The weather on the evening of April 21, 1894 was the stuff of happy sailors: though visibility was a bit hazy, seas were calm and there was just a puff of breeze. Not that the wind mattered to the SS Los Angeles. She had been converted to steam propulsion 20 years previously and was now plying the waters between San Pedro and San Francisco, carrying 49 passengers, 36 crew and mixed cargo. What should have been a routine passage was interrupted when a navigational miscalculation put the ship on the rocks, ironically within sight of the newly commissioned Point Sur Light Station.
Workin’ on the Chain Gang
It’s no secret that convict labor was used in constructing California Highway 1. By law, skilled tasks were to be performed only by free men, leaving the backbreaking, rock-schlepping toil to the jailbirds. Although this was hard, soul-numbing work done in sometimes appalling conditions, it was perhaps preferable to idling away in a stuffy San Quentin cell.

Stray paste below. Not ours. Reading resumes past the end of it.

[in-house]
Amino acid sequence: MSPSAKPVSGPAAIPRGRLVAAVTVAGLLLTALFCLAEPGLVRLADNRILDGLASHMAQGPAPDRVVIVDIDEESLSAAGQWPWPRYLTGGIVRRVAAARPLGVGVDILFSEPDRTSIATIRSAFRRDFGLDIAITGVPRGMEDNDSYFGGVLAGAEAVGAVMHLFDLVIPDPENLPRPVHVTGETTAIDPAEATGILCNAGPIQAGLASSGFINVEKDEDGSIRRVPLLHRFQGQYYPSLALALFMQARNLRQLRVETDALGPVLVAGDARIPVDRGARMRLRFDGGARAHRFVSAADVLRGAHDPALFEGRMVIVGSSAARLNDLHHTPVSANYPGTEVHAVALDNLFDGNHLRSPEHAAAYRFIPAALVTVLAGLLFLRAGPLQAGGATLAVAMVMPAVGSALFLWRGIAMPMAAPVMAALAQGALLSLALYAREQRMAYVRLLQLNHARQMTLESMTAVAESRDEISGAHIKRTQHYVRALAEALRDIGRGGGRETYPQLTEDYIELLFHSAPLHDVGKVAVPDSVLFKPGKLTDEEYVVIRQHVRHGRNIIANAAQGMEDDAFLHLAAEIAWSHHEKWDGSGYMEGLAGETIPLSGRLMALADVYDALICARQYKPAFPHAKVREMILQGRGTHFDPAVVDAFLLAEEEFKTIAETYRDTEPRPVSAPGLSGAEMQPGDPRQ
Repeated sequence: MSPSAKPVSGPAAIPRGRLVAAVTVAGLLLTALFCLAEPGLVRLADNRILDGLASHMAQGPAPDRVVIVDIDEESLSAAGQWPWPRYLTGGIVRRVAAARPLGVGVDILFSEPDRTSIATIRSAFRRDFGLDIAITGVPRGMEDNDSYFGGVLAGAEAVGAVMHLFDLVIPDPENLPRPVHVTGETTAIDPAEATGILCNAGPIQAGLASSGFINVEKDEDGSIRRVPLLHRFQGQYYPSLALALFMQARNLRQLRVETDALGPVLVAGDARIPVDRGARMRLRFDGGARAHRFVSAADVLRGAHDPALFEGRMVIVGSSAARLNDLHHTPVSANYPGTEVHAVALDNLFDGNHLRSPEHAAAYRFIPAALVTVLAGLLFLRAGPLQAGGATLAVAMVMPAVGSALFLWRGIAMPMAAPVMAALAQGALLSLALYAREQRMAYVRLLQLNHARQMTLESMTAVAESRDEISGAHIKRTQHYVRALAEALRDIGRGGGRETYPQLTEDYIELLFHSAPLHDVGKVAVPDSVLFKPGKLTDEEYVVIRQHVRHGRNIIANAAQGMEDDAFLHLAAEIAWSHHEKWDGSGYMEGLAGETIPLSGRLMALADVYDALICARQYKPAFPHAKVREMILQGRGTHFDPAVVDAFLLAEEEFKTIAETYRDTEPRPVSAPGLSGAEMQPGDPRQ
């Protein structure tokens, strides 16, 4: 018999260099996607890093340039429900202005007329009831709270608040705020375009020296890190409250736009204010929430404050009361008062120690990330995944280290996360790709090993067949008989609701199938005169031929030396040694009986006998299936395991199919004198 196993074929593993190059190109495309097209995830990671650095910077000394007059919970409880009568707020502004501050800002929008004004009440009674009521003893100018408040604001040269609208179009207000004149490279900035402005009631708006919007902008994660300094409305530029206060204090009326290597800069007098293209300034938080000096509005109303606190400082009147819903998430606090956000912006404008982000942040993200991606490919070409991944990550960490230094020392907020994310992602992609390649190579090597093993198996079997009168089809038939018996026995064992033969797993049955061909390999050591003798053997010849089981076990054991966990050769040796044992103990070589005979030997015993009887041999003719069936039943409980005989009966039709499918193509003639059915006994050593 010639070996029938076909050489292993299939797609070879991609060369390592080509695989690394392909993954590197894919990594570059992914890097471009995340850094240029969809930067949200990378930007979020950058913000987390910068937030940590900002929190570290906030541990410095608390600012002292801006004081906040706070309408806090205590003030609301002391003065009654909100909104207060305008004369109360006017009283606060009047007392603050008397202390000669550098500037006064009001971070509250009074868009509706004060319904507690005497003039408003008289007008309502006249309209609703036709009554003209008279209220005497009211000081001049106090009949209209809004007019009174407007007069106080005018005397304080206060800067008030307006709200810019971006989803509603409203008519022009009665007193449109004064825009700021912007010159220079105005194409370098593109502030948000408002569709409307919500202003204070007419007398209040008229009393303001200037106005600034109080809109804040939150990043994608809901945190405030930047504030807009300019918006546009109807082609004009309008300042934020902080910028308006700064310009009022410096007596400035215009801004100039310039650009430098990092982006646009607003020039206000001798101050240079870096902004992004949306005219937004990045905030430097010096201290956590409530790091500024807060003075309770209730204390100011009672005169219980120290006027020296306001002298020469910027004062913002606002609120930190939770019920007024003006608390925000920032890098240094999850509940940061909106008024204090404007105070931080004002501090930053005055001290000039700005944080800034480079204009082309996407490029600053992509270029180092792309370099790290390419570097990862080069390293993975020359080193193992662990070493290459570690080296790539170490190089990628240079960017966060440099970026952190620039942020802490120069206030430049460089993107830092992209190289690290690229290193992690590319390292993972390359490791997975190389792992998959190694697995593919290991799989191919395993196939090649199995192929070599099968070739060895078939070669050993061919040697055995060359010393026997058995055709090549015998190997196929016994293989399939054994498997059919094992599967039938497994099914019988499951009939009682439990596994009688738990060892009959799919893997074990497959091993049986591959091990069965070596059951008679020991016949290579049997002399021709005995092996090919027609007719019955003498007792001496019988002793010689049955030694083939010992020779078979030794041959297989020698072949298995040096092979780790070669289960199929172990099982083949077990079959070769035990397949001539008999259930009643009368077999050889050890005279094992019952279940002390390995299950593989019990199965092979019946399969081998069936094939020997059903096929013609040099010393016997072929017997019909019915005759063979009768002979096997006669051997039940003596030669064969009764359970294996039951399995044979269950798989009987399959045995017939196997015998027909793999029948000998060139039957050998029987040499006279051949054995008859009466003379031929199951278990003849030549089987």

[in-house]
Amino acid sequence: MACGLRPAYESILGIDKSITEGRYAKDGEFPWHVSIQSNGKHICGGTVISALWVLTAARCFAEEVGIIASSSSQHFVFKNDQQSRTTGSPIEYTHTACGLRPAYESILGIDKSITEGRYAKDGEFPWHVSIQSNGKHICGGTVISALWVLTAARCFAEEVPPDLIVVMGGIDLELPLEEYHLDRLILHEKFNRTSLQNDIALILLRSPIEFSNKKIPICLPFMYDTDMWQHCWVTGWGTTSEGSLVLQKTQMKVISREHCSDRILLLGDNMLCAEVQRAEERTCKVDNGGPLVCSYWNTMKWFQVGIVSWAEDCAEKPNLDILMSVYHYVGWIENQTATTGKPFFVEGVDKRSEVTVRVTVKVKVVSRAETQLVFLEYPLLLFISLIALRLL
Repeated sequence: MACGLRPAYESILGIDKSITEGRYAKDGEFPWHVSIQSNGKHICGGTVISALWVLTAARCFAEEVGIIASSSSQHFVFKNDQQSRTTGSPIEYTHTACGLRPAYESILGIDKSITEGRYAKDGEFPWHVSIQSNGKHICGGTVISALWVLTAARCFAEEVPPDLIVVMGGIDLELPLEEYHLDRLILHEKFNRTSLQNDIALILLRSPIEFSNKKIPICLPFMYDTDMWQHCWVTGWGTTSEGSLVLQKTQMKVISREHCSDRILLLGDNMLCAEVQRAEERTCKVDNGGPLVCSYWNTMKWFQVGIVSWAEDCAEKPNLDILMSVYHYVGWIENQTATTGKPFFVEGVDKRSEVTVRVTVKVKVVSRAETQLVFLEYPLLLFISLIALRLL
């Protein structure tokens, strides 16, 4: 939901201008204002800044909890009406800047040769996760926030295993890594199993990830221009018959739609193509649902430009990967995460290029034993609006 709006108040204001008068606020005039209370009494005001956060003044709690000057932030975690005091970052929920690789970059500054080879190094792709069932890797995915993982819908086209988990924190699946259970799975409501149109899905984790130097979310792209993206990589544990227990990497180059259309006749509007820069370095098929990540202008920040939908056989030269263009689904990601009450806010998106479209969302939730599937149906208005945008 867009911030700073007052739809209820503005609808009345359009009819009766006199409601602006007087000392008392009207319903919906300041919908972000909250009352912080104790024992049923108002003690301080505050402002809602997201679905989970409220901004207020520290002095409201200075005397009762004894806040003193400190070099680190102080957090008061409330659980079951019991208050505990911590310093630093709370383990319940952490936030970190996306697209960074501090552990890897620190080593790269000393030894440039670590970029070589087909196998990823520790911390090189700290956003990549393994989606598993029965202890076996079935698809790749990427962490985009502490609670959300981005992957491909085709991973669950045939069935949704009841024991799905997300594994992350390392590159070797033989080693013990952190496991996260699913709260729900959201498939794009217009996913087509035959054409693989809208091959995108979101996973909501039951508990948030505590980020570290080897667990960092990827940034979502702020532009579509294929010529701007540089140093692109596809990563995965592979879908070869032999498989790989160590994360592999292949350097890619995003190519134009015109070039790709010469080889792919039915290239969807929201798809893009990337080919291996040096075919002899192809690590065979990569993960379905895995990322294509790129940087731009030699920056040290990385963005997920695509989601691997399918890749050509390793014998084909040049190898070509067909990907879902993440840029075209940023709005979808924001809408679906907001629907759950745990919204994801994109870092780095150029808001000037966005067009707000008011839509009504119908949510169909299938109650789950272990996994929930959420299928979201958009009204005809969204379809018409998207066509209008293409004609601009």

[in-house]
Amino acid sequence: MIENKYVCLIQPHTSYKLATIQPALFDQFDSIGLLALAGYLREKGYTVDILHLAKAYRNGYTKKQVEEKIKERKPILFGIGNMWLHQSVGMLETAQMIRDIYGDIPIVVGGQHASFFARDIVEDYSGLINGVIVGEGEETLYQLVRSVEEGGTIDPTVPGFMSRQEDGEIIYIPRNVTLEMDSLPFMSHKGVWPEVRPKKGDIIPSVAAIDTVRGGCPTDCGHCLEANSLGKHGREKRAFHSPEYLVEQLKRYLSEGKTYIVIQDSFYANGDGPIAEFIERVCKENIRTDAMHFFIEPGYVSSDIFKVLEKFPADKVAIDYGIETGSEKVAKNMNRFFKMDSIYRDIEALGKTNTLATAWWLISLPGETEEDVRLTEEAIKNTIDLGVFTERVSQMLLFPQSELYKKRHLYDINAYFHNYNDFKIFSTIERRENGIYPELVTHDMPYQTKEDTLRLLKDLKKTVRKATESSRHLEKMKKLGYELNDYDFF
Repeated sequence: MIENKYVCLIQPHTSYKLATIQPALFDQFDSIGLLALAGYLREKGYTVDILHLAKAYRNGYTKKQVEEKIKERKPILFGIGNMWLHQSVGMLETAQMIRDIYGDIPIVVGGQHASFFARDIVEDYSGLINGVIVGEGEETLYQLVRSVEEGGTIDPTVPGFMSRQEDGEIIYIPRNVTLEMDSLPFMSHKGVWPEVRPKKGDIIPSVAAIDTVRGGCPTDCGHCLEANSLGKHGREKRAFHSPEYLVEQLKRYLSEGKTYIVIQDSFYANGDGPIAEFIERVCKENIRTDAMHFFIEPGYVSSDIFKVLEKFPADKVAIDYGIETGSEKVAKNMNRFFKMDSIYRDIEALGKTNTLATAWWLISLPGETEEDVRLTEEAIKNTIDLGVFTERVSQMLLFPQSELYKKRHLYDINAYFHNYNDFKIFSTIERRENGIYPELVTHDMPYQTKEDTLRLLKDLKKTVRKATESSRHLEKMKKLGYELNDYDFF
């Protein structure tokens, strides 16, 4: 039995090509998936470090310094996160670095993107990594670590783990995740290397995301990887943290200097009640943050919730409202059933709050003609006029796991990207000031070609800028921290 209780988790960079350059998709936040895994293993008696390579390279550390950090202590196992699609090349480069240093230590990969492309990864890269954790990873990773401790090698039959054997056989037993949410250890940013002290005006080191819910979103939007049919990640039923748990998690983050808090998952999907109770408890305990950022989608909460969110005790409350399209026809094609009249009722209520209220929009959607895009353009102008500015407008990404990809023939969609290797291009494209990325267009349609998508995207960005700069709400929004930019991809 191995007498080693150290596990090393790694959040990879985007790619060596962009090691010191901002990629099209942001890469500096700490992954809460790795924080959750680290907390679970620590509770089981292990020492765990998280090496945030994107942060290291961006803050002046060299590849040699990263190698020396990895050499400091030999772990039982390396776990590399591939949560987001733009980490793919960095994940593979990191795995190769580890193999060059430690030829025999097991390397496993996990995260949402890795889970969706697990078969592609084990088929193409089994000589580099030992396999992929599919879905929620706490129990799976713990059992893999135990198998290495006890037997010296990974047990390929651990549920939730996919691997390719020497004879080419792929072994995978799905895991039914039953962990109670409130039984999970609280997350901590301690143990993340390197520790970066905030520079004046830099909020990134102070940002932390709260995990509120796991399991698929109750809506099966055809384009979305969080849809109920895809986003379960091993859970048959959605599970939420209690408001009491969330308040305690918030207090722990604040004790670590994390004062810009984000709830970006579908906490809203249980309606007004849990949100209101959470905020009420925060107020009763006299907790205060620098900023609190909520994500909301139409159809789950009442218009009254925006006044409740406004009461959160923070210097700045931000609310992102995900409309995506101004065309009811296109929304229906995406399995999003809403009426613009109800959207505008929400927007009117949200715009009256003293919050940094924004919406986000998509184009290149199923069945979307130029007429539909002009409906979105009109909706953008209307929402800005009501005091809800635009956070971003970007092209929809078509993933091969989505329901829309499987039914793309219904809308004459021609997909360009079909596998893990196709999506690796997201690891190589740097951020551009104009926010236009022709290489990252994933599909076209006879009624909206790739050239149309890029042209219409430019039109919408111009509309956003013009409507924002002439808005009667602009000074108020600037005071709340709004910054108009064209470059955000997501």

This practice dated back to 1915. There was no compensation for the prisoner laborers until legislators passed a bill granting wages. The pay for work on Highway 1 was $2.10 per day (equivalent to less than $30 in 2014). Meals, clothing, transportation, medical and dental care, camp management, tools—even their own guards’ salaries—were deducted. Of that $2.10, each man was allowed to pocket a princely maximum of $.75, “provided he could save that much.” Tough to do, especially considering that upon arrival, each prisoner was issued clothing, bedding and tools—immediately putting him $30-40 in debt.
As the only physician around, Dr. Roberts hastened to the scene to lend aid to survivors. He
made it by horse and buggy in 3 ½ hours, astonishing given the fact that the only path led
around the unbridged rivers, creeks and canyons that define the Big Sur shore. According to a report in the July 1937 issue of California Highways and Public Works, “There was a narrow, winding, steep road from Carmel south… approximately 35 miles to the Big Sur River. From that point south to San Simeon, it could only be traveled by horseback or on foot.”